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Slipstream - April 2018

The monthly newsletter of the Maverick Region of the Porsche Club of America

The Porsche Effect: A

The Porsche Effect: A Taste of the Petersen Museum By Michael McGrath images courtesy of Author Founded on June 11, 1994, by magazine publisher Robert E. Petersen and his wife Margie, the $40 million Petersen Automotive Museum, on Wilshire Blvd in Los Angeles, CA, is owned and operated by the Petersen Automotive Museum Foundation. diagrams of the model evolution through the years. Photographs also adorn the walls illustrating the history of the Porsche family, the leaders of the organization over time, and the evolution of the factories and special projects. In 2015, the museum underwent an extensive $125 million renovation. The building’s façade was redesigned by the architectural firm Kohn Peterson Fox, and features a stainless steel ribbon assembly made of 100 tons of 14-gauge type 304 steel in 308 sections, 25 supports, and 140,000 custom stainlesssteel screws. In February 2018 the museum launched a new exhibit known as “The Porsche Effect.” The exhibit runs through January of 2019. This is one of the largest collections of Porsche automobiles and artifacts in one location outside of Stuttgart, Germany. It is designed to tell the story of Porsche through the years and the company’s influence on culture, as well as illustrate the passion that exists for the cars and the brand. As soon as you enter the museum you are surrounded by amazing Porsche history. I stopped in my tracks to gaze at the 904 Carrera GTS and the 910 racing car. This is followed by no less than two GT1s. Then as you wander past the ticket stand you find a deep blue 918 Hybrid, a 1956 550 RS Spyder, and the one car that I stopped and stared at for a very long time admiring its beauty: a 1951 Sauter Porsche 356 Roadster. Once you have your entry ticket, you are free to enter the main exhibit of 28 vehicles in the Mullin Family Grand Salon. Upon entry you are greeted by a sleek 1939 Porsche Type 64 60K10 in gloss black. The aerodynamic styling of this vehicle must have made it appear as it was from out of the future in 1939! This two seat compact coupe was conceived for a planned race from Berlin to Rome in late 1939. This smooth aerodynamic styling influenced the next model to come -- the 356. From the Type 64 you are escorted through time and the history of Porsche, as you are treated to original scale models for product development, original drawings, schematics, and other historic documents. The walls of the museum are full of interesting information about the company history, as well as full scale As you snake past the artifacts and around the perforated dividers, you are greeted by a pristine example of the 1955 356 Cabriolet, briefly referred to as the “Continental.” The Continental was conceived by influential New York importer Max Hoffman, who believed that the American market would be more likely to embrace a vehicle with an evocative name, rather than a mere number designation. Porsche was forced to re-badge the Continental when Ford informed them that they had already trademarked that name. As a result, few Continentals were produced and the name briefly changed to “European,” then back to 356. 18 April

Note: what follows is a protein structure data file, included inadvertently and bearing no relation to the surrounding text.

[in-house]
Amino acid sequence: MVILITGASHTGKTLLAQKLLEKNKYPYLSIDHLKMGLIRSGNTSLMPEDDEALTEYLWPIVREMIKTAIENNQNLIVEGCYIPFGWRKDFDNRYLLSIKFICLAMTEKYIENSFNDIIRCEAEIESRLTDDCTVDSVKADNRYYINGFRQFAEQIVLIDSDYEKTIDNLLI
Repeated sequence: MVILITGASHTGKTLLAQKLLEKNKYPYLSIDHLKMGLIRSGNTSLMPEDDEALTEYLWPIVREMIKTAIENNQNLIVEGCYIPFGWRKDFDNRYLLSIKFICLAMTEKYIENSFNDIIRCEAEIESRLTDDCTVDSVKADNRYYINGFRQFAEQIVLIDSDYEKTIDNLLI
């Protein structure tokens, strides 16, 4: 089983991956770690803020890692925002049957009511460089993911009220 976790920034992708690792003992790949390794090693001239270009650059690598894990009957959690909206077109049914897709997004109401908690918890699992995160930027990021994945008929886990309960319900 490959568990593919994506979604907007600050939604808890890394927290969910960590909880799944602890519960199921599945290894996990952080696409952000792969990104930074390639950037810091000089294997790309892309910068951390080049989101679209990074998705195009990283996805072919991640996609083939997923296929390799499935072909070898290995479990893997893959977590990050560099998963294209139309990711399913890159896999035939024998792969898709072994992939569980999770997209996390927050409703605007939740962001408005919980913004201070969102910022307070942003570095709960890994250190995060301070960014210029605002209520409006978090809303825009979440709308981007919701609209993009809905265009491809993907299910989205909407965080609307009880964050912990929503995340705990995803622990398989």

The center area of the exhibit is dedicated to The Porsche Club of America. Large graphic images of Panorama cover pages adorn the walls, and there is a large display of historic artifacts from the club. Many years’ worth of historic radiator badges are displayed. The Also displayed in this area is the very limited 2016 991 GTS Club Coupe. The very existence of this vehicle demonstrates the close relationship between Porsche and the Porsche Club of America (PCA). This car was produced in honor of PCA’s 60th anniversary. The next section was my personal favorite: a collection of Porsche racing cars. The first vehicle in the display is the 1955 550/1500 RS Spyder, Chassis 0073. The mid-engine Spyder was the first production Porsche specially developed for racing. The aluminum body and tubeframe chassis reduced weight, while the 110 horsepower fourcam flat-4 engine gave racewinning performance. Porsche also utilized wind tunnel testing to perfect the shape of the Spyder and improve the airflow. The 550 was an overall success on the track, including this example which finished second in points in its SCCA class for the 1956 season. Other race cars on display include the 1966 Carrera 6, 2008 RS Spyder, 1983 956, and a 1985 959 “Paris Dakar.” Two iconic 24 Hours of Le Mans-winning models are also included: a Gulf-livery 917K, and the more recent 2015 919 Hybrid that was part of the team that kicked off the most recent “Hat Trick” of successive wins at Le Mans in 2015, 2016, and 2017. Power in the 919 comes from a 500-horsepower four-cylinder turbocharged gasoline engine and a 400+ horsepower electric motor that derives power from a combination of reclaimed braking and exhaust energy. This chassis came in second in the 2015 Le Mans race and won the 6 hour events at COTA, the Nürburgring, and Fuji. Clockwise from oppostite page: 550 Spyder 1500, 2016 991 GTS Club Coupe, 917 in Gulf Livery, 1955 356 Continental. View the entire catalog: http://bit.ly/porscheeffect 120,000-member-strong club (over 144 regions) makes this club unique among fans of automobile marques in both size and complexity. The “Porsche Parade,” an annual national convention of PCA members, is often staged in smaller American cities where the dramatic influx of members and their vehicles creates the maximum “Porsche Effect.” The exhibit also includes several interesting prototypes, historic advertising, Porsche Design products, and company contributions to other pursuits such as cycling and snow sledding. The Petersen Automotive Museum exhibition offers visitors the opportunity to examine a purposefully selected array of Porsche vehicles whose designs both celebrate and challenge the firm’s engineering tradition. Together they provide a means to understand how so small a company has come to wield so large an influence, an influence that can only be described as “The Porsche Effect” 19